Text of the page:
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In this collection of essays (which accompanied a BBC-TV series presented by the author), Thomas Sutcliffe looks past the dazzling surface of the movies at the ways in which they work their magic: be they Hollywood blockbusters or European ‘arthouse’ films. Watching is about how the simplest pleasures of cinema (from the satisfying impact of a well-filmed punch to the dreamlike wonder of a perfect close-up) have been crucial to the way in which the medium has evolved from a fairground novelty into the twentieth century’s dominant form of cultural expression. Award-winning journalist Sutcliffe considers what is often forgotten in theoretical approaches to cinema – that it is an emotional experience before it is a cerebral one, that subconscious emotions can colour our conscious judgments. Read this book and you’ll never watch films in the same way again.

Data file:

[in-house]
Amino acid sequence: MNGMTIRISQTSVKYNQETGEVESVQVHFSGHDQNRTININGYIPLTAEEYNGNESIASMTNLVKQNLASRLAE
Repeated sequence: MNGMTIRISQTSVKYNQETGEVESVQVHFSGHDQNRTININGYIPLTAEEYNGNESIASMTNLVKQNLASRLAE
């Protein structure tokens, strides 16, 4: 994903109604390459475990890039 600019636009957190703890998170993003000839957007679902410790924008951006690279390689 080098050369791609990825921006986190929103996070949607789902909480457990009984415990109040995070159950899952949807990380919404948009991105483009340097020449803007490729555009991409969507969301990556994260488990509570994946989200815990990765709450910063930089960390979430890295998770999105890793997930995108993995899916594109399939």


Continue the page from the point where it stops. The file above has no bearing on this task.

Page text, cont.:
Tom Sutcliffe’s musical career started as a boy chorister at Chichester Cathedral. After studying at Oxford University, he was a professional countertenor for six years, making his opera début in The Coronation of Poppea at Darmstadt in 1970, having worked as a soloist with Nikolaus Harnoncourt. He then edited the magazine Music and Musicians, and worked for the Guardian for…

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